Posted in Insane ideas, Layups | 9 Comments »

Best Offensive Games of 2009-10 (*according to statistical +/-)

22nd July 2010

In preparation for the updated "Who Rules the Top Defenses?" post I'm planning to write next week, I had to run the advanced stats for every player-game of the 2010 season (all 26,488 of them, including the playoffs), in addition to SRS scores for defenses only. Since I now have that data completed, today I thought I might as well make a post out of it and list the best opponent-adjusted offensive games of the 2010 campaign (according to offensive SPM, at least).

Read the rest of this entry »

Posted in Analysis, Playoffs, SRS, Statgeekery, Statistical +/- | 30 Comments »

Layups: 5-Man Unit “Chemistry”

21st July 2010

Here's an extremely interesting study from Jamie Merchant's blog Numeranda, regarding the "chemistry" of a given 5-man unit. Merchant used BasketballValue's 2010 adjusted plus/minus data for both lineups and individuals, and calculated which combinations were literally greater than the sum of their parts:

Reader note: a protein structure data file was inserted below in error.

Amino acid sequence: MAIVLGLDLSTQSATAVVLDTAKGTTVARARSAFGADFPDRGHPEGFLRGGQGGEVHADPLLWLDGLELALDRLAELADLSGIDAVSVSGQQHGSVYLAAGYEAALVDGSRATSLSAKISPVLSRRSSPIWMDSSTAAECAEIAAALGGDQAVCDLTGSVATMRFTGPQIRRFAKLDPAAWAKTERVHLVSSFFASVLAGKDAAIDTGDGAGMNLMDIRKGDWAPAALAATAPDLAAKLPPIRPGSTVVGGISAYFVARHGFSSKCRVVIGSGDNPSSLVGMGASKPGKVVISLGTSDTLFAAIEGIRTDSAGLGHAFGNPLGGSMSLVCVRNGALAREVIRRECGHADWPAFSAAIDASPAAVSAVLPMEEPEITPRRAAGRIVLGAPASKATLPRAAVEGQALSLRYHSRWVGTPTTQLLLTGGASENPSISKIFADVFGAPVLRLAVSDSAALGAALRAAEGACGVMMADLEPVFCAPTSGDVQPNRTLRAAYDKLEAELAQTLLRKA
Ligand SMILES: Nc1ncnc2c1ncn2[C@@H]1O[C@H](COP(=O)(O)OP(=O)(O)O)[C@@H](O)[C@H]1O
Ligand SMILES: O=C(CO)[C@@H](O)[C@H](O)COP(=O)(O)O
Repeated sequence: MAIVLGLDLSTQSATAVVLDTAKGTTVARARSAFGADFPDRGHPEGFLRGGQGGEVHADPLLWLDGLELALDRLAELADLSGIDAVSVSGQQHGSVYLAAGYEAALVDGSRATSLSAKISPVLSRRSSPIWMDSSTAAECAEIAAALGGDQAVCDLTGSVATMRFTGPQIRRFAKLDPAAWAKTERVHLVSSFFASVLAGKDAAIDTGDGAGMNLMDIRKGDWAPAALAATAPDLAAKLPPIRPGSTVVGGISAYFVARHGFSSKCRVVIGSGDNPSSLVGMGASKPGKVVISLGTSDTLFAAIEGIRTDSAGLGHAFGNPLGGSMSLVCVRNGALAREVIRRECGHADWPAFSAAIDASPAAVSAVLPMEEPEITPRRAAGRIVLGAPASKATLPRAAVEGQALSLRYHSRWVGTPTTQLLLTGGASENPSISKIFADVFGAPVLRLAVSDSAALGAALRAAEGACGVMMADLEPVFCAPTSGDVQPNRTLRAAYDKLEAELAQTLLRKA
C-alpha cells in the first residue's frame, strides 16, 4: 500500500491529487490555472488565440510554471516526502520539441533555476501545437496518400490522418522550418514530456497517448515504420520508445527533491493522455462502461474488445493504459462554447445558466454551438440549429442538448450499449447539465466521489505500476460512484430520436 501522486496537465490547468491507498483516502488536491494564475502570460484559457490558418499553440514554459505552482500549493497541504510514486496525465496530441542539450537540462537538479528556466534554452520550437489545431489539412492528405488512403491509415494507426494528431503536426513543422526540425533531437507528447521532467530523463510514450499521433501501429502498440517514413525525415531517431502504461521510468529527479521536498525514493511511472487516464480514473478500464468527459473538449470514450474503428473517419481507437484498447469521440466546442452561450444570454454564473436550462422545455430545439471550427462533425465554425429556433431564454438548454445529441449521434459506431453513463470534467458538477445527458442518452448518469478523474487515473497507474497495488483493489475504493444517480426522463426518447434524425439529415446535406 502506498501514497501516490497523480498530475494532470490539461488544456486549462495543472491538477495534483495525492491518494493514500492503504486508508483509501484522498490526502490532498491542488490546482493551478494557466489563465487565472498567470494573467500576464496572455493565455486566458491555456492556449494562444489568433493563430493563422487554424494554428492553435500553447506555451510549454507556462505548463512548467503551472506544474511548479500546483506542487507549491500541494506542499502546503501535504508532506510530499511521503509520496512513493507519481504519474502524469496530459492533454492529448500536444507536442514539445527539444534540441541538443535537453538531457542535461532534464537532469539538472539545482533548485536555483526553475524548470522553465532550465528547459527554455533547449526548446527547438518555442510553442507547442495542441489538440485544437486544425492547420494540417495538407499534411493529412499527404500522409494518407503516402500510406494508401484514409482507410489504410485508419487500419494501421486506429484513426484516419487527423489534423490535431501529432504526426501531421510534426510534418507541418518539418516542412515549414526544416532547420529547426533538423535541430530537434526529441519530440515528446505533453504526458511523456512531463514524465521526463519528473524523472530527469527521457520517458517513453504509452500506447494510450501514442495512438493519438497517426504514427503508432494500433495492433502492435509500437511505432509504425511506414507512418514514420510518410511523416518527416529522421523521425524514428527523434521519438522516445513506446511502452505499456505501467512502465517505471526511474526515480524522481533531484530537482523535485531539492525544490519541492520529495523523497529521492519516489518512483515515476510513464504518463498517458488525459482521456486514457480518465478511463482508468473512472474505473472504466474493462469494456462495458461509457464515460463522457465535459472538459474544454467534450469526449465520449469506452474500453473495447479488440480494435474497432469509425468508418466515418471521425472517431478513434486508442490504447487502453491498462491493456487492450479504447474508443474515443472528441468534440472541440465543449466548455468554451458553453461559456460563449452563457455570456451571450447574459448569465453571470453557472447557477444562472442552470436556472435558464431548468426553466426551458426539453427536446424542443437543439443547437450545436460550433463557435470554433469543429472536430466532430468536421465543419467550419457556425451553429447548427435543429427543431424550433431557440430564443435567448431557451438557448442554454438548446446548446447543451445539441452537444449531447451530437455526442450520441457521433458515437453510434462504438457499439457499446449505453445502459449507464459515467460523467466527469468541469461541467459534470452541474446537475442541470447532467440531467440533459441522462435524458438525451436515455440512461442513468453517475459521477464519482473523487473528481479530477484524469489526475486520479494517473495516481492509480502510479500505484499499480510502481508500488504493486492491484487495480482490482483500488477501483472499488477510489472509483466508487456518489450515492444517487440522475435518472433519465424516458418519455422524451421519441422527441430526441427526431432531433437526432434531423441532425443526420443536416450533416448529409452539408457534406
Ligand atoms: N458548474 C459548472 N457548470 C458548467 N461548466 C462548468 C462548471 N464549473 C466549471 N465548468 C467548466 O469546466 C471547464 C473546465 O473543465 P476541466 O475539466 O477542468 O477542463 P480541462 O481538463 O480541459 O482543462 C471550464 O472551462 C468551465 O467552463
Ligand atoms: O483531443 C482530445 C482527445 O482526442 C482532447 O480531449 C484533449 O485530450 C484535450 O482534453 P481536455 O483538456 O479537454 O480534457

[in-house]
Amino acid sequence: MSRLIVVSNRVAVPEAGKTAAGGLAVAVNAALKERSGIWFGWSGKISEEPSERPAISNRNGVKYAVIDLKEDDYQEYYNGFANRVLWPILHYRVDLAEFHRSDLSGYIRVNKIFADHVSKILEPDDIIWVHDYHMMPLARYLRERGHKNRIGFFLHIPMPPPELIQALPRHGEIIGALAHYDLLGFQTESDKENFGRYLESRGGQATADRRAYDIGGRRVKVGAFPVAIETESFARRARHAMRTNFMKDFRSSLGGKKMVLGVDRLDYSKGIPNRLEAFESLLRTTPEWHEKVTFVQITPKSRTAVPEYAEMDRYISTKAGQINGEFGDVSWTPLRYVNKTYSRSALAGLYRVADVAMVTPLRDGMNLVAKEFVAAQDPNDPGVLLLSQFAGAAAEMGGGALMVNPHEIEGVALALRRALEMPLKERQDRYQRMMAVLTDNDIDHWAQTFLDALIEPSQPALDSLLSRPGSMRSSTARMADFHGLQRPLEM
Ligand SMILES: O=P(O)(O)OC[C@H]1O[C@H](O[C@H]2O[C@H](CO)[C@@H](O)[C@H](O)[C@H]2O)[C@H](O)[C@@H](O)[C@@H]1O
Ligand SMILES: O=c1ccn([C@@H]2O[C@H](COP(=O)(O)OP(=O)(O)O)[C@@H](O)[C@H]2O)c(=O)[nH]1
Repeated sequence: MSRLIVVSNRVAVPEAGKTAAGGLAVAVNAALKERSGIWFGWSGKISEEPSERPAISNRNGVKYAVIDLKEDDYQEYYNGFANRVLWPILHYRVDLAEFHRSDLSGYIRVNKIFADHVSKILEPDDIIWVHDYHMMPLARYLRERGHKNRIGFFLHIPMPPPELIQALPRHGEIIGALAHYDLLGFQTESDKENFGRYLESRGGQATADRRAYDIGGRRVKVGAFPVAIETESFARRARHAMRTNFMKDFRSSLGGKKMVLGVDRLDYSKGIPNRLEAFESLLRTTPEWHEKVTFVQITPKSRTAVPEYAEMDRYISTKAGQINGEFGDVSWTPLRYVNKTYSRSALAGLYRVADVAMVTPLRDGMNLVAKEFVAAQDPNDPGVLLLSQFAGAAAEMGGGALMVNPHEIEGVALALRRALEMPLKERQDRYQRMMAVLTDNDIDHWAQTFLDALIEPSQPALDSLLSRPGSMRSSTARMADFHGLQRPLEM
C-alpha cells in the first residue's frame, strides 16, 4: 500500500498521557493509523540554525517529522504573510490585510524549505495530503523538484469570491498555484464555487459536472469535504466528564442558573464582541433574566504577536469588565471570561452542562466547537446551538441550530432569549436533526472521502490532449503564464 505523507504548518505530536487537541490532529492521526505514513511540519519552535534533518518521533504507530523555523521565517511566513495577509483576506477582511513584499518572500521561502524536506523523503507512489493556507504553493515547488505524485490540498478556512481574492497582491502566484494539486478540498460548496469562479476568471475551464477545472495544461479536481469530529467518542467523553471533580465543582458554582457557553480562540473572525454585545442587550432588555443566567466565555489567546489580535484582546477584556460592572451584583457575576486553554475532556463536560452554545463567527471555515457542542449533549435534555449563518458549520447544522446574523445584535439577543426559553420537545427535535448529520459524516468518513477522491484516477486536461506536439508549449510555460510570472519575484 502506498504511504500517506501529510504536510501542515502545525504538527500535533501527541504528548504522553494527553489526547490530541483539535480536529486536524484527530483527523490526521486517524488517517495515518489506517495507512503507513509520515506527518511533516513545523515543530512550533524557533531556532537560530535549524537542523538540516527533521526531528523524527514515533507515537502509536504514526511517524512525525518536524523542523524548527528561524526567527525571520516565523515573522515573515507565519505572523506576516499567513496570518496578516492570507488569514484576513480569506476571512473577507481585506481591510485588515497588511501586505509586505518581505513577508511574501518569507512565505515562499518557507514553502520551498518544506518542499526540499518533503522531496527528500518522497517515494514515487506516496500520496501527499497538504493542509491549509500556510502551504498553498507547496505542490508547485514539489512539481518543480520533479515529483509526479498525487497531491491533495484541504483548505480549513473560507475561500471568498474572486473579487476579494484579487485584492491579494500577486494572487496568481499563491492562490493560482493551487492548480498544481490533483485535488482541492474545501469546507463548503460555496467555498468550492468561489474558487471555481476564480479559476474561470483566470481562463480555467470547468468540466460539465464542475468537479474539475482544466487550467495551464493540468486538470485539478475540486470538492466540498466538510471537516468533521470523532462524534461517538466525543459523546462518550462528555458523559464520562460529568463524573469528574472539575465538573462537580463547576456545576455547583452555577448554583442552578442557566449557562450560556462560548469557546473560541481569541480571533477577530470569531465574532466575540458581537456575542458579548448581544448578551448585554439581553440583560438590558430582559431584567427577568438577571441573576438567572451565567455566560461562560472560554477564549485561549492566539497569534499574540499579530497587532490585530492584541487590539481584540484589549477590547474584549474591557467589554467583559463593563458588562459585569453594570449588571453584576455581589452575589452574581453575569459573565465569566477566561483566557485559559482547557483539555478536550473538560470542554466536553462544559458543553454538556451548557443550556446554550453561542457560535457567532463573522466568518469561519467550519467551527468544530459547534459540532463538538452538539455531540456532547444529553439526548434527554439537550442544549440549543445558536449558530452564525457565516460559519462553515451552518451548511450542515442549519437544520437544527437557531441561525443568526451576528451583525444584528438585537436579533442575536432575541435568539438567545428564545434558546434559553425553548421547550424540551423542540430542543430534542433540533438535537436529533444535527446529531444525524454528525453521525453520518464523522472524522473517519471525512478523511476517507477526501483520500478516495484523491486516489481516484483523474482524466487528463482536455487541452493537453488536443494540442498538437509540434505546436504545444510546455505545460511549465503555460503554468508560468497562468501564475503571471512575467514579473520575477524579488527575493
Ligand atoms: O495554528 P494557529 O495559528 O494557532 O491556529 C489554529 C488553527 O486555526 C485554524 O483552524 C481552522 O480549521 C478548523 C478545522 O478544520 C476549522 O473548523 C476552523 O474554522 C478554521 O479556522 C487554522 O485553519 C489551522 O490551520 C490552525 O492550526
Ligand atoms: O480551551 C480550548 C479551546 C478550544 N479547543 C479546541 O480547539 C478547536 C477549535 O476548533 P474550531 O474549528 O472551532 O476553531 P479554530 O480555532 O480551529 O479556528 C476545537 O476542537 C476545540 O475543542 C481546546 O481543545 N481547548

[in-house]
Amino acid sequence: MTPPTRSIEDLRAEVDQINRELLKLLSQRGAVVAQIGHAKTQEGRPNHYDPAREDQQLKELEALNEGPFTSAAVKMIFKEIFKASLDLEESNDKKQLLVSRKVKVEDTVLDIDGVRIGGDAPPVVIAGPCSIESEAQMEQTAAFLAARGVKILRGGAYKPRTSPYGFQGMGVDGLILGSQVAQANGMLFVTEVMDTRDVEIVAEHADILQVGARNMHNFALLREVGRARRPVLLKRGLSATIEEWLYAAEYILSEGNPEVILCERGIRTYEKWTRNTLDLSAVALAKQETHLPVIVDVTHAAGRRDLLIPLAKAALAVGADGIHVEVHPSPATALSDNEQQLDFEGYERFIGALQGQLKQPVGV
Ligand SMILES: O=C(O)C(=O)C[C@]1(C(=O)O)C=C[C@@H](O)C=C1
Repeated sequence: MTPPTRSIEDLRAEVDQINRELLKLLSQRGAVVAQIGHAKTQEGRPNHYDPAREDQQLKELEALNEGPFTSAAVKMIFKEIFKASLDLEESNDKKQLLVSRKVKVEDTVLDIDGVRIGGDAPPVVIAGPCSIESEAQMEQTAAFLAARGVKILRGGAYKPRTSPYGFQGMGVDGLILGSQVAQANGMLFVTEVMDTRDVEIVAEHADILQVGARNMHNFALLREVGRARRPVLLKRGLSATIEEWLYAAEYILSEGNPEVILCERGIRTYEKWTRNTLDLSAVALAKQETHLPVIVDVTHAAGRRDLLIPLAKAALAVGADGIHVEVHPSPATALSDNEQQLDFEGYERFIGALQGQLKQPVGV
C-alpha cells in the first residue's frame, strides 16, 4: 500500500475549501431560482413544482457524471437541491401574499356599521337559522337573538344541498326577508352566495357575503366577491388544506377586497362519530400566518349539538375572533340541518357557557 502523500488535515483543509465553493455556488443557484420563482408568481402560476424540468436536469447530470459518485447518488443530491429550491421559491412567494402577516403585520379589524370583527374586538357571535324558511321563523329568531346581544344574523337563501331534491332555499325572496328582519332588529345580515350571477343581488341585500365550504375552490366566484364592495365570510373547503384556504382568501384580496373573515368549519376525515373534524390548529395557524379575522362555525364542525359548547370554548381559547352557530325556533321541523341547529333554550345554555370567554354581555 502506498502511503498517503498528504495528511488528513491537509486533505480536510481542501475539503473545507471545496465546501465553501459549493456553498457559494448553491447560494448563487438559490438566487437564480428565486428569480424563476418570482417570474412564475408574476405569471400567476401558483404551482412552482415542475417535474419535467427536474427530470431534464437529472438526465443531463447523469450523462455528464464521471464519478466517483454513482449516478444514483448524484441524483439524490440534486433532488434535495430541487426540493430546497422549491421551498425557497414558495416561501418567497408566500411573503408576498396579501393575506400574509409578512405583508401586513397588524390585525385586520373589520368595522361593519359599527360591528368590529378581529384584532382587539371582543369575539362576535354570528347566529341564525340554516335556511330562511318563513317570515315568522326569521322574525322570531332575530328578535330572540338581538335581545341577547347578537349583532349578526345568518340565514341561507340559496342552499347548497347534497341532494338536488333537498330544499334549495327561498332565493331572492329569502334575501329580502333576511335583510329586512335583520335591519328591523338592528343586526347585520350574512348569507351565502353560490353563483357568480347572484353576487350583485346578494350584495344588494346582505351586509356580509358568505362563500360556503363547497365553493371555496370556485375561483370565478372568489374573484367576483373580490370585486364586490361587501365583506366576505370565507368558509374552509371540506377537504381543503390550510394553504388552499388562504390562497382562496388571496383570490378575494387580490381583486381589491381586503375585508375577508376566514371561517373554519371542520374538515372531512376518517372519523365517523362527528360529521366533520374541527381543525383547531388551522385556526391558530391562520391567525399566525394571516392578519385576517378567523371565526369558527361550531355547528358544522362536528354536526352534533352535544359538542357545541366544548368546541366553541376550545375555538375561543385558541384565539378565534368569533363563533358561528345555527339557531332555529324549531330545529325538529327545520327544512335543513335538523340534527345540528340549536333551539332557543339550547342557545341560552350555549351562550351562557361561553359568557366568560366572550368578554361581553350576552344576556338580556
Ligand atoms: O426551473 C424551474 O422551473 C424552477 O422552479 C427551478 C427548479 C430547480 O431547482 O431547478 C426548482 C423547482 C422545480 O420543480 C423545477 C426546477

"Here was my thinking: we have at our fingertips (thanks to Aaron) two measures of APM, an individual measure and a five-man unit measure; is there some way to connect the one with the other? My first instinct would be to simply add the individual APMs together and see how they compare to the five-man unit APM. If player impact works in a simple, additive fashion, the two measures should be roughly equal. Is that the case?"

The usual APM caveats about samples sizes and standard errors apply, but the results are fascinating. For instance, we would expect Houston's Aaron Brooks/Shane Battier/Trevor Ariza/Carl Landry/Luis Scola lineup to be highly negative (-7), but they ended up being average (+0). And at the other end of the spectrum, we would expect Boston's Rajon Rondo/Ray Allen/Paul Pierce/Kevin Garnett/Rasheed Wallace combo to be very good (+8), but instead they were downright bad (-6).

Sometimes the pieces just fit... and sometimes they don't (we've already commented on how Wallace negatively impacted the C's when on the floor last season). This has been a basketball aphorism forever, but now we actually have some data to quantify the phenomenon.

Posted in Layups, Statgeekery | 17 Comments »